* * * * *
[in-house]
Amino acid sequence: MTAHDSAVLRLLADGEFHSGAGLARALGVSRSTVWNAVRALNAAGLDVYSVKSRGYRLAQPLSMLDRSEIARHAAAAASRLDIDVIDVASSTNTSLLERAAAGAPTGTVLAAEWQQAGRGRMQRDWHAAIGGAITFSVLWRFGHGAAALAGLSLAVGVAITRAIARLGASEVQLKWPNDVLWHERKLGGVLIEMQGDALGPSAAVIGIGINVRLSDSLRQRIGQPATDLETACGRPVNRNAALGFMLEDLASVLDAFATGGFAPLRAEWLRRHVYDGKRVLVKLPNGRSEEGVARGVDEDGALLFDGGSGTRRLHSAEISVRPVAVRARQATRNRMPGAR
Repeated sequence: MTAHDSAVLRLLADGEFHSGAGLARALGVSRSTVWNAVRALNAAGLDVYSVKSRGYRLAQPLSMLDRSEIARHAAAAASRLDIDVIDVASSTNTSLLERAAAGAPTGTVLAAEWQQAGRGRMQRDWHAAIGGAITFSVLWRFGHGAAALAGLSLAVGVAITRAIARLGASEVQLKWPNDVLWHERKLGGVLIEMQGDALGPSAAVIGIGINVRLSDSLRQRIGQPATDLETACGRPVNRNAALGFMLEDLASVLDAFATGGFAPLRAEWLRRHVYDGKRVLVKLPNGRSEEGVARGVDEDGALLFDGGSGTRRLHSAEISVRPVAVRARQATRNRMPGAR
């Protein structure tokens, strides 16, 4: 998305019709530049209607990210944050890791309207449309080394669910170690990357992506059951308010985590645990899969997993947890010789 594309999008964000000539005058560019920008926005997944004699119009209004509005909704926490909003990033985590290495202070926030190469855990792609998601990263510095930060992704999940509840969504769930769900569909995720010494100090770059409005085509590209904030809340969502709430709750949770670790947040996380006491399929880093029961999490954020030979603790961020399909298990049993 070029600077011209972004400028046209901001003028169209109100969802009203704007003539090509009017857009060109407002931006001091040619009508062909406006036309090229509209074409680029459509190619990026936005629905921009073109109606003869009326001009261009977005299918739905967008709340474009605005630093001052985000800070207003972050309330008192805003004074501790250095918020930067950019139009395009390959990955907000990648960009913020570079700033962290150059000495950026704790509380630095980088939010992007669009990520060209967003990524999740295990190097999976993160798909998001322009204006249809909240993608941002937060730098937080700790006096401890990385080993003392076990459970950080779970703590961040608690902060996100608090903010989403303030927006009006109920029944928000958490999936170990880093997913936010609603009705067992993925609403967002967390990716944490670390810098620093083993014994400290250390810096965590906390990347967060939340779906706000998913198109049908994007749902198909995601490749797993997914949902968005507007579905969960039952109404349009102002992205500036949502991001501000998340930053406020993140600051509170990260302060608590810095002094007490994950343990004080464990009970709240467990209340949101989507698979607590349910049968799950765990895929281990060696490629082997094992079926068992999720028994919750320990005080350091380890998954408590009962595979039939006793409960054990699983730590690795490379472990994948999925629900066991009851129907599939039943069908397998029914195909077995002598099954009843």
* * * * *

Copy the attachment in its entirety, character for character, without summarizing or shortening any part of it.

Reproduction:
[in-house]
Amino acid sequence: MTAHDSAVLRLLADGEFHSGAGLARALGVSRSTVWNAVRALNAAGLDVYSVKSRGYRLAQPLSMLDRSEIARHAAAAASRLDIDVIDVASSTNTSLLERAAAGAPTGTVLAAEWQQAGRGRMQRDWHAAIGGAITFSVLWRFGHGAAALAGLSLAVGVAITRAIARLGASEVQLKWPNDVLWHERKLGGVLIEMQGDALGPSAAVIGIGINVRLSDSLRQRIGQPATDLETACGRPVNRNAALGFMLEDLASVLDAFATGGFAPLRAEWLRRHVYDGKRVLVKLPNGRSEEGVARGVDEDGALLFDGGSGTRRLHSAEISVRPVAVRARQATRNRMPGAR
Repeated sequence: MTAHDSAVLRLLADGEFHSGAGLARALGVSRSTVWNAVRALNAAGLDVYSVKSRGYRLAQPLSMLDRSEIARHAAAAASRLDIDVIDVASSTNTSLLERAAAGAPTGTVLAAEWQQAGRGRMQRDWHAAIGGAITFSVLWRFGHGAAALAGLSLAVGVAITRAIARLGASEVQLKWPNDVLWHERKLGGVLIEMQGDALGPSAAVIGIGINVRLSDSLRQRIGQPATDLETACGRPVNRNAALGFMLEDLASVLDAFATGGFAPLRAEWLRRHVYDGKRVLVKLPNGRSEEGVARGVDEDGALLFDGGSGTRRLHSAEISVRPVAVRARQATRNRMPGAR
């Protein structure tokens, strides 16, 4: 998305019709530049209607990210944050890791309207449309080394669910170690990357992506059951308010985590645990899969997993947890010789 594309999008964000000539005058560019920008926005997944004699119009209004509005909704926490909003990033985590290495202070926030190469855990792609998601990263510095930060992704999940509840969504769930769900569909995720010494100090770059409005085509590209904030809340969502709430709750949770670790947040996380006491399929880093029961999490954020030979603790961020399909298990049993 070029600077011209972004400028046209901001003028169209109100969802009203704007003539090509009017857009060109407002931006001091040619009508062909406006036309090229509209074409680029459509190619990026936005629905921009073109109606003869009326001009261009977005299918739905967008709340474009605005630093001052985000800070207003972050309330008192805003004074501790250095918020930067950019139009395009390959990955907000990648960009913020570079700033962290150059000495950026704790509380630095980088939010992007669009990520060209967003990524999740295990190097999976993160798909998001322009204006249809909240993608941002937060730098937080700790006096401890990385080993003392076990459970950080779970703590961040608690902060996100608090903010989403303030927006009006109920029944928000958490999936170990880093997913936010609603009705067992993925609403967002967390990716944490670390810098620093083993014994400290250390810096965590906390990347967060939340779906706000998913198109049908994007749902198909995601490749797993997914949902968005507007579905969960039952109404349009102002992205500036949502991001501000998340930053406020993140600051509170990260302060608590810095002094007490994950343990004080464990009970709240467990209340949101989507698979607590349910049968799950765990895929281990060696490629082997094992079926068992999720028994919750320990005080350091380890998954408590009962595979039939006793409960054990699983730590690795490379472990994948999925629900066991009851129907599939039943069908397998029914195909077995002598099954009843």